Coordinating Energy Efficiency and Incentive-based Demand Response

39 Pages Posted: 26 Sep 2016 Last revised: 4 Aug 2019

See all articles by Eric Webb

Eric Webb

University of Cincinnati, Lindner College of Business

Owen Q. Wu

Indiana University - Kelley School of Business

Kyle Cattani

Indiana University Kelley School of Business

Date Written: August 2, 2019

Abstract

Problem definition: Energy efficiency programs and demand response programs, two popular approaches to energy demand management, are traditionally designed and evaluated independently. Breaking with tradition, we study the interactions between energy efficiency upgrades and participation in incentive-based demand response programs. We re-examine the energy efficiency gap in light of demand response participation. We also illustrate how to coordinate the programs to maximize their combined benefits.

Academic/practical relevance: Billions of dollars are spent annually in the U.S. on both energy efficiency incentives and demand response payments. Without coordination, the incentives from one program could undercut the effectiveness of another program. We examine ways to coordinate the incentives.

Methodology: We use a sequential optimization model which accounts for the difference in time scale between long-term energy efficiency investments and daily demand response participation and minimizes discounted costs to an industrial firm as well as to society.

Results: A larger demand response incentive leads to a reduced investment in energy efficiency. Even if the energy efficiency gap is closed by taxes or subsidies, the firm's impact on societal costs is not minimized unless the demand response incentive is properly set. Both energy efficiency and demand response programs contribute significantly to the reduction of societal costs.

Managerial implications: Policies aiming to close or reduce the energy efficiency gap, such as investment subsidies and carbon taxes, may fail to achieve their desired outcomes when firms also participate in demand response. We provide theoretical support for jointly determining energy efficiency and demand response incentives, in both unconstrained and constrained policy situations, to maximize the combined benefits of both demand management programs.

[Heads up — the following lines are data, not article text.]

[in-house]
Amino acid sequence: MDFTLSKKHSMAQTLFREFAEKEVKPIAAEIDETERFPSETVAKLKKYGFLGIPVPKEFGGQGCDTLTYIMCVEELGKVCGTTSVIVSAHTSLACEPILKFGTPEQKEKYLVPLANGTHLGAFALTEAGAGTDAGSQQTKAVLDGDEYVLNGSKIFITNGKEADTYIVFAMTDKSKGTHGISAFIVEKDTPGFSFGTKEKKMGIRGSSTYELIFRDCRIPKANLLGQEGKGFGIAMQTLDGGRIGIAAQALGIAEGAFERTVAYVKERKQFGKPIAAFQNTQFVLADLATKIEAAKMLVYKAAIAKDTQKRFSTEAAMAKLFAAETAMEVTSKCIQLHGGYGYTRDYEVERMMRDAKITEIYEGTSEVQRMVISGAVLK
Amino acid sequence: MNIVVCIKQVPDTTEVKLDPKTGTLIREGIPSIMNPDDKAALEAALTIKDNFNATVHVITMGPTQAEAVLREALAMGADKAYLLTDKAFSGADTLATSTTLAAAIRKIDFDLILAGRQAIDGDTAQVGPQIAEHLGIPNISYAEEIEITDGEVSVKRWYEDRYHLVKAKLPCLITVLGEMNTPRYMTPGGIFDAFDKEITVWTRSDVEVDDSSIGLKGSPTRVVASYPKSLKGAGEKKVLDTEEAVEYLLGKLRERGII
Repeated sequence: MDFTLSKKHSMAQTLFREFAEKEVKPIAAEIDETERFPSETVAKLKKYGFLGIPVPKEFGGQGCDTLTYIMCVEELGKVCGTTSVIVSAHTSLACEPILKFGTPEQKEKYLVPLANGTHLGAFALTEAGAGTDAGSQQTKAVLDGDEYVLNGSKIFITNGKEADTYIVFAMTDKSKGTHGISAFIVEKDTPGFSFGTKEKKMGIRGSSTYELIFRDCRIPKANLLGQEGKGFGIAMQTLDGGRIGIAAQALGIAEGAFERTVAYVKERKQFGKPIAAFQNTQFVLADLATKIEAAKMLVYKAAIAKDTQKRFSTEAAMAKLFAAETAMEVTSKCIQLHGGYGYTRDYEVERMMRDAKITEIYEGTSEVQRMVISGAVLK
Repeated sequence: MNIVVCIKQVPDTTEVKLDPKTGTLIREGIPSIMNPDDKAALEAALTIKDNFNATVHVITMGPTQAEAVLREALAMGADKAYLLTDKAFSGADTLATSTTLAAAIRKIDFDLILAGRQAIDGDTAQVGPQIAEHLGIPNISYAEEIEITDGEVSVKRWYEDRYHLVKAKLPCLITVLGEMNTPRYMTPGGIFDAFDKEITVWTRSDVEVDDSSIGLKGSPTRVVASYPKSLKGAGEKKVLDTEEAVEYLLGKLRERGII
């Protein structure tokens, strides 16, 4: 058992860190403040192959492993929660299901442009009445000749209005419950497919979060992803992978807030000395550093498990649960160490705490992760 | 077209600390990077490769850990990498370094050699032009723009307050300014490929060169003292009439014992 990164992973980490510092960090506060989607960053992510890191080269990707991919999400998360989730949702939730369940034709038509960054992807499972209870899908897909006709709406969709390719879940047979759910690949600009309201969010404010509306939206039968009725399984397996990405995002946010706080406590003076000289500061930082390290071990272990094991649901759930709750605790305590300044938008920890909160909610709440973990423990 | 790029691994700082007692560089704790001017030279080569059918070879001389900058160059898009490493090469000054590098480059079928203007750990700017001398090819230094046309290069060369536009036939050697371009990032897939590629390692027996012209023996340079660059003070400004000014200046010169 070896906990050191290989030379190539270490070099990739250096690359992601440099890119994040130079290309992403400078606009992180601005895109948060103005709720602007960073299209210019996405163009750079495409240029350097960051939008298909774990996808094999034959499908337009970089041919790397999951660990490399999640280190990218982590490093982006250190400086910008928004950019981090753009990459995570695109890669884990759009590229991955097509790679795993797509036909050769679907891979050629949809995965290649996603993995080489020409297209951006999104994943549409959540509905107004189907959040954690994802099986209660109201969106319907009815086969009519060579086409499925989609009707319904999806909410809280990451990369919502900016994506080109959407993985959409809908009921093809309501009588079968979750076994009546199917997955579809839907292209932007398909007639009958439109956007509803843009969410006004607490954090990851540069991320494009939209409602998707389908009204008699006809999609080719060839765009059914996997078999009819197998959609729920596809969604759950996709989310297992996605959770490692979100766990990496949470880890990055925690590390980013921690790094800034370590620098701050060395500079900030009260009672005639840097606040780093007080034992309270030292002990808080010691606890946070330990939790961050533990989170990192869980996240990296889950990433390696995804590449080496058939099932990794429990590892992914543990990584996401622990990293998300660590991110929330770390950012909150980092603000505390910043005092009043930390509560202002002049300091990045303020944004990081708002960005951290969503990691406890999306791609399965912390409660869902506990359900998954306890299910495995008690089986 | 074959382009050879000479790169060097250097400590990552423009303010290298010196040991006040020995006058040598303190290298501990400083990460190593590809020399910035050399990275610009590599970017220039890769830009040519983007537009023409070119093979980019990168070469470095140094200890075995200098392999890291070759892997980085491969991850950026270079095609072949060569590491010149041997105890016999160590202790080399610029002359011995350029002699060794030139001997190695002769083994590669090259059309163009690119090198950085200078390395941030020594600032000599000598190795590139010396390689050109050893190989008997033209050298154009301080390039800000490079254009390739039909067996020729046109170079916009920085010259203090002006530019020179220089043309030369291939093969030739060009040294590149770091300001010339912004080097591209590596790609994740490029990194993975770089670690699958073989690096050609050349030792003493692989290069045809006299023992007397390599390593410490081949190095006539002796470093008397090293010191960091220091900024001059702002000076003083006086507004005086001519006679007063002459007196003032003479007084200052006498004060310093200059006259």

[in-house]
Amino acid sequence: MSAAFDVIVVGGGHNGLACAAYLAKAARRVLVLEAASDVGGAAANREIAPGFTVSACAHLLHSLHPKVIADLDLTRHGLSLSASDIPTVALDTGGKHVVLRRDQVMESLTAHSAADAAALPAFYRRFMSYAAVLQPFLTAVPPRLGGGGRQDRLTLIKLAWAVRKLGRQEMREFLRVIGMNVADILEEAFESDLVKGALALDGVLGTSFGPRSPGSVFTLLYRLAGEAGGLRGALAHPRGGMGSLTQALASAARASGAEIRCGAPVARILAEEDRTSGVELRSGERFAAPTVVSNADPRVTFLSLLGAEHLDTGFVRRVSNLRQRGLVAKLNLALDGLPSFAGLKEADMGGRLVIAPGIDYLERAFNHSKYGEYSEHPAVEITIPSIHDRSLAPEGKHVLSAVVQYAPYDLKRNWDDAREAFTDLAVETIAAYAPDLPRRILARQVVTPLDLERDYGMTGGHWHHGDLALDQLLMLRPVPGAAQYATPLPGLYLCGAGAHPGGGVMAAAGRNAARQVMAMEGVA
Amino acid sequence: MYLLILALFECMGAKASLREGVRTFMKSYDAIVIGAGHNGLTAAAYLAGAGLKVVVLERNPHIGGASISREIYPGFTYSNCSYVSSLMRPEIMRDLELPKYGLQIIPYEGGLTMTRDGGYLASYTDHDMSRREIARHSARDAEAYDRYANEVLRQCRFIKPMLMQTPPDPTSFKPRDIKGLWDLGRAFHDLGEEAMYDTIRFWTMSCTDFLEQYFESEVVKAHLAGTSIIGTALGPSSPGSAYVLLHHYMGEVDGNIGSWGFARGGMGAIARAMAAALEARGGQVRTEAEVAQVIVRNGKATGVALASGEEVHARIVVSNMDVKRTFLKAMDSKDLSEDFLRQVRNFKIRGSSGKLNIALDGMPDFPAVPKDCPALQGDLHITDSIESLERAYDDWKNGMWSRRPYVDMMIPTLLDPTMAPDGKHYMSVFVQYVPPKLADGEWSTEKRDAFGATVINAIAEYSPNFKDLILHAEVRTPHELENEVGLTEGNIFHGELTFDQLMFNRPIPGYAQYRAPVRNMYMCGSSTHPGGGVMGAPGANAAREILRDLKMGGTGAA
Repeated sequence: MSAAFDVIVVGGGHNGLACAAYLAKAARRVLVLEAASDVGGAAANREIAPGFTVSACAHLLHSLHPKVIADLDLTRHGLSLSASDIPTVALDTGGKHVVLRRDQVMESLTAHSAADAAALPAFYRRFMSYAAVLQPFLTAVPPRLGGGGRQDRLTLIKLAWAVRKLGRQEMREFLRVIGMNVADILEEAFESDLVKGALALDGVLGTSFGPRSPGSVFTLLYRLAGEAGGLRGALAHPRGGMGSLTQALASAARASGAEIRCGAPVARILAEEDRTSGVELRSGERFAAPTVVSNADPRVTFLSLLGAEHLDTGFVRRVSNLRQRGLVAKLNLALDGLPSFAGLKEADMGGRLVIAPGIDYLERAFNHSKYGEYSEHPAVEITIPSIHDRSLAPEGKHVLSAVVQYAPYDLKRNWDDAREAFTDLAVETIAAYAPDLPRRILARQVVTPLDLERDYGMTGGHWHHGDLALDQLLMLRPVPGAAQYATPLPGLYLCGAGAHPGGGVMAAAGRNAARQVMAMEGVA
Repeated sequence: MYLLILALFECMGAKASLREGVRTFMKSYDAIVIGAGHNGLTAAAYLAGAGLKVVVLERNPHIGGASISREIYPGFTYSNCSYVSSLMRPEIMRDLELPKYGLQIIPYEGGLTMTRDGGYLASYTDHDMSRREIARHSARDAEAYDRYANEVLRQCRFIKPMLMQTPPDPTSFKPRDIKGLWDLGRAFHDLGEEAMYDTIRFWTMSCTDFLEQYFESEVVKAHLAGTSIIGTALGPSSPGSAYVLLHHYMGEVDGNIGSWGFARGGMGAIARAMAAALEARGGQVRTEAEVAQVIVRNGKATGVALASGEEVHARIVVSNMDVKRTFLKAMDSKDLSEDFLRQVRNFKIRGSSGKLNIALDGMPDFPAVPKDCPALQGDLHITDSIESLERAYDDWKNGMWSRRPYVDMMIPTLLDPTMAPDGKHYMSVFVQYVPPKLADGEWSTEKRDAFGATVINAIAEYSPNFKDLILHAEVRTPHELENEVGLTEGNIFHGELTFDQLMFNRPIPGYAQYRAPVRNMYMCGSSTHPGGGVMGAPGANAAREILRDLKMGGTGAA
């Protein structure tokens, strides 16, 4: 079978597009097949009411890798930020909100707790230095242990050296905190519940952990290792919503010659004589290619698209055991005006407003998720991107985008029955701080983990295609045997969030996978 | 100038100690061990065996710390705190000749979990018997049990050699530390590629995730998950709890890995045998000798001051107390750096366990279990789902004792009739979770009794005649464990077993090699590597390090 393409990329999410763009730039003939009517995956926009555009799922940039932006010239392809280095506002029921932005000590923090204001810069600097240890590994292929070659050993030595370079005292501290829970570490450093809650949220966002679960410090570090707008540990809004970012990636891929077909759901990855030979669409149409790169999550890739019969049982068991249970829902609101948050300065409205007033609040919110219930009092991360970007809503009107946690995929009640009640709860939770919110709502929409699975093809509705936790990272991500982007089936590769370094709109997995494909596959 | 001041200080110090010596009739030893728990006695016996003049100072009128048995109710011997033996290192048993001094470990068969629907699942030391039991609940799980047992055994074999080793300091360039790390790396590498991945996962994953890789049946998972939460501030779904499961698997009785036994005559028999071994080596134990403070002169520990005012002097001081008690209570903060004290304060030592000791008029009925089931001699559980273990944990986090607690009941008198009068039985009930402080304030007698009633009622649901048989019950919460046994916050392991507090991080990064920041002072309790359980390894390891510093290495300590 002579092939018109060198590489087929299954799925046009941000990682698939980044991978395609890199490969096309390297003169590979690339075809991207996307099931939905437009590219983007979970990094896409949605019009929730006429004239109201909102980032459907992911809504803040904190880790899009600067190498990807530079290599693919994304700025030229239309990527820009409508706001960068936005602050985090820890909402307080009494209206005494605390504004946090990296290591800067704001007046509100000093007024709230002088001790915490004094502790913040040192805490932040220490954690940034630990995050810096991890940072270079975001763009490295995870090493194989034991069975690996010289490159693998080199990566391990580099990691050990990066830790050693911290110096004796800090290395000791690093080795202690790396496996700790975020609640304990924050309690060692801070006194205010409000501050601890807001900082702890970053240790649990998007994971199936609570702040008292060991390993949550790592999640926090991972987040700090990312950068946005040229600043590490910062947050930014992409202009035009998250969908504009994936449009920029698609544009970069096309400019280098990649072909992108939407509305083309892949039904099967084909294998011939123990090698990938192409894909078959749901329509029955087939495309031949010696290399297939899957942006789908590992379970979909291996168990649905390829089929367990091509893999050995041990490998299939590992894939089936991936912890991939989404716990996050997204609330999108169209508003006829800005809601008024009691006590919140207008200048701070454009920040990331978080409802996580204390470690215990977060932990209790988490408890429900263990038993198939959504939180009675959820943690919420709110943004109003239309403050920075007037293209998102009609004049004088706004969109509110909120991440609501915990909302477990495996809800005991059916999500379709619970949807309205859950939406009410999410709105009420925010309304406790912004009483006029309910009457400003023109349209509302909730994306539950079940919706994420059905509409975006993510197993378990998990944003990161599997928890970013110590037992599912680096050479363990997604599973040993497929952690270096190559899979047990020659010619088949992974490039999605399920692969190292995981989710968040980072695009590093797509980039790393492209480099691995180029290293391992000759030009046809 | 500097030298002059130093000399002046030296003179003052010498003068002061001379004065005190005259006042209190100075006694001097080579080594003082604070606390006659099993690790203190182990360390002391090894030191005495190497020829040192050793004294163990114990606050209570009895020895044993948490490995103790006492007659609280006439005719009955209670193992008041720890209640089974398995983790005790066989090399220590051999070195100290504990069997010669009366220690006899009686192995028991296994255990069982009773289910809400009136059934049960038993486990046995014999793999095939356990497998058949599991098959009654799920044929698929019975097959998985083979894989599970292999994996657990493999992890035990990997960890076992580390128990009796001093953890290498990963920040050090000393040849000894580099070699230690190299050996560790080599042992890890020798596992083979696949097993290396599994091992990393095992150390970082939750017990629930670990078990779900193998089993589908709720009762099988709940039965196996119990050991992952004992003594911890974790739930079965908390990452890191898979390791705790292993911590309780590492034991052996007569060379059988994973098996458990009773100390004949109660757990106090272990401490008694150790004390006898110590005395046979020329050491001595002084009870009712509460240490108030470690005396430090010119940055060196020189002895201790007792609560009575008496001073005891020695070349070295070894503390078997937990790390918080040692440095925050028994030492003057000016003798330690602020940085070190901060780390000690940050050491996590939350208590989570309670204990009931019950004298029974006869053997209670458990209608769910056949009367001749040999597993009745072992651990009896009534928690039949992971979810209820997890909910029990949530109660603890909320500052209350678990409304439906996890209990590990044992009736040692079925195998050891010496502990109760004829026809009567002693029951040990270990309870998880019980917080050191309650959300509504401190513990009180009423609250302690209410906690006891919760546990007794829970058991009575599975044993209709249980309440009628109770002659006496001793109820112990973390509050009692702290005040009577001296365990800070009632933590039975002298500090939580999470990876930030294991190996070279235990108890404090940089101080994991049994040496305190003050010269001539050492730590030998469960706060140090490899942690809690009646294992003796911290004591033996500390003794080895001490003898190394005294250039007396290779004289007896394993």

Keywords: energy efficiency, demand response, energy efficiency gap, operational flexibility

Suggested Citation

Webb, Eric and Wu, Owen Q. and Cattani, Kyle, Coordinating Energy Efficiency and Incentive-based Demand Response (August 2, 2019). Kelley School of Business Research Paper No. 16-68, Available at SSRN: https://ssrn.com/abstract=2843798 or http://dx.doi.org/10.2139/ssrn.2843798

Eric Webb (Contact Author)

University of Cincinnati, Lindner College of Business ( email )

2925 Campus Green Drive
PO Box 210130
Cincinnati, OH 45221
United States
5135567131 (Phone)

Owen Q. Wu

Indiana University - Kelley School of Business ( email )

Business 670
1309 E. Tenth Street
Bloomington, IN 47401
United States

Kyle Cattani

Indiana University Kelley School of Business ( email )

1309 East Tenth Street
Bloomington, IN 47405-1701
United States

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